More welfare powers added to Scotland Bill



David Mundell
David Mundell

New welfare legislation will bring about big changes for Scotland that can make a difference to the lives of people in Scotland, Scottish secretary David Mundell said yesterday.

As he laid amendments to the Scotland Bill legislation, Mr Mundell said that Holyrood was about to become one of the most powerful devolved parliaments in the world and that Scotland will be the winner if these new powers are used well.

But deputy first minister John Swinney claimed the changes to the legislation to devolve more power to the Scottish Parliament “still fails to deliver” on Smith Commission and UK Government promises.

The amendments to the Scotland Bill which will be debated at Report Stage next week include a new clause on the power to create new benefits in devolved areas and a clause which makes clear the UK government has no veto when it comes to any new welfare policies that are devolved to Holyrood.

David Mundell said: “These changes put beyond reasonable doubt that the Government has delivered the Smith Agreement. The Scotland Bill means big changes for Scotland that can make a real difference to the lives of people in Scotland. Control over billions of pounds of tax and benefit powers is a huge responsibility that will affect everyone.

“If these powers are used well then Scotland will be the winner. The debate now is about how these powers will be used. It is time for the Scottish Government to set out what benefits they want to top up, what new benefits they want to create and how they intend to pay for it.”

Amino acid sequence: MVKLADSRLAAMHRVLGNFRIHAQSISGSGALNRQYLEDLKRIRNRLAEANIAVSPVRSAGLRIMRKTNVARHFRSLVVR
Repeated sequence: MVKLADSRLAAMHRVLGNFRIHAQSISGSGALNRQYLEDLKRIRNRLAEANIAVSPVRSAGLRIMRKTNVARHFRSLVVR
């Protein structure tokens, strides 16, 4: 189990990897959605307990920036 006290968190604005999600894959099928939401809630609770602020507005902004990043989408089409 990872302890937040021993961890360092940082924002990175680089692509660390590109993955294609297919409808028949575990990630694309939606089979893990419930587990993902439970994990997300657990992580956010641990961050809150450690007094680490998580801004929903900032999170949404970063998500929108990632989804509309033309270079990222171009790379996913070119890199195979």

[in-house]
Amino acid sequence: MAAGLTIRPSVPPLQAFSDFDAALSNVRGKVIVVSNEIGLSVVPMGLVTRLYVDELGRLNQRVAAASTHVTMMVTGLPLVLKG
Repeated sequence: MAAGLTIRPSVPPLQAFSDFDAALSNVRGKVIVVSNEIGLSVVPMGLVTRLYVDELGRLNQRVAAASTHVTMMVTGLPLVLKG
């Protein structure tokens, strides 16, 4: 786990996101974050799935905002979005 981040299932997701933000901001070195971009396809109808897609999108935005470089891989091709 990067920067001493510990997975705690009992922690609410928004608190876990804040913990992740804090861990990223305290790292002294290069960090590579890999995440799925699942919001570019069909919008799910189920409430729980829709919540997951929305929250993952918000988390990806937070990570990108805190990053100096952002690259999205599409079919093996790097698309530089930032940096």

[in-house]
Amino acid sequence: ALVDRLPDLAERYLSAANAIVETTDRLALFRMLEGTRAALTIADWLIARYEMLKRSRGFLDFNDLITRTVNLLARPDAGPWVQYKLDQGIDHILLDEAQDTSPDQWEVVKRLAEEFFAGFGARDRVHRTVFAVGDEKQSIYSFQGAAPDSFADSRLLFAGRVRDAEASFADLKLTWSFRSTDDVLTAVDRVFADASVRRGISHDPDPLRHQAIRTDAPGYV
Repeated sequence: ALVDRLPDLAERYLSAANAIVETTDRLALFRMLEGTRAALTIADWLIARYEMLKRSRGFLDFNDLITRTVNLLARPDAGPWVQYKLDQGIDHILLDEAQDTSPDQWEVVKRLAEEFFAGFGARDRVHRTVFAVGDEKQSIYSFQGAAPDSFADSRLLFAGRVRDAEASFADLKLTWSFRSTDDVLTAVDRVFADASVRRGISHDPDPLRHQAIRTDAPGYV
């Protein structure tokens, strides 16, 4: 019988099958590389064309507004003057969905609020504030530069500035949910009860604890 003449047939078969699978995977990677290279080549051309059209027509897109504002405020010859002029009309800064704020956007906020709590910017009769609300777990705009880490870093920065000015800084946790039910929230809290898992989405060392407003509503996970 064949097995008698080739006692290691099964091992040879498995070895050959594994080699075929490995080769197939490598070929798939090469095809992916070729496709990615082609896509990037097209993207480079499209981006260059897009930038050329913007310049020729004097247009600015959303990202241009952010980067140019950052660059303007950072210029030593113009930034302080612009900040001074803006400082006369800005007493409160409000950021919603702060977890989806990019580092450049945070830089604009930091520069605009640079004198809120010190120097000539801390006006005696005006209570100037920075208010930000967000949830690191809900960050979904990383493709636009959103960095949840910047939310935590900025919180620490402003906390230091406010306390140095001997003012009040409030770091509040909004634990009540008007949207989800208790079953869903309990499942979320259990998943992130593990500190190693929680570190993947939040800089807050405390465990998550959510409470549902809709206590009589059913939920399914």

The Scottish Government said it continues to have concerns that the UK government can still effectively veto the exercise of devolved powers over Universal Credit and there are constraints in the devolution of social security discretionary payments. It also believes there is not yet an amendment to give the Scottish Parliament new powers to create benefits in devolved areas.

Deputy first minister John Swinney said: “The sole purpose of the Scotland Bill is to implement the Smith Commission in full. In June, I proposed amendments to do that.

“(The) amendments are a welcome admission that the Bill, as published, did not deliver Smith, despite UK government claims to the contrary. Unfortunately the set of amendments the UK government have promised today still fail to deliver Smith, and still fail Scotland.

“In areas such as social security, employment support and the Crown Estate, the Scotland Bill does not fully devolve new powers and restricts the ability of future Scottish Governments to exercise power without interference.

“The Scotland Bill must also be accompanied by a revised funding settlement that is fair and workable. Work between both governments continues to reach an agreement, which is now likely to be after the UK Spending Review and the draft Scottish Budget.

“(The) amendments need to be closely scrutinised by all parties. Further progress towards implementing Smith in full and agreement on a fair fiscal framework are needed before the Scottish Government can back this Bill.”



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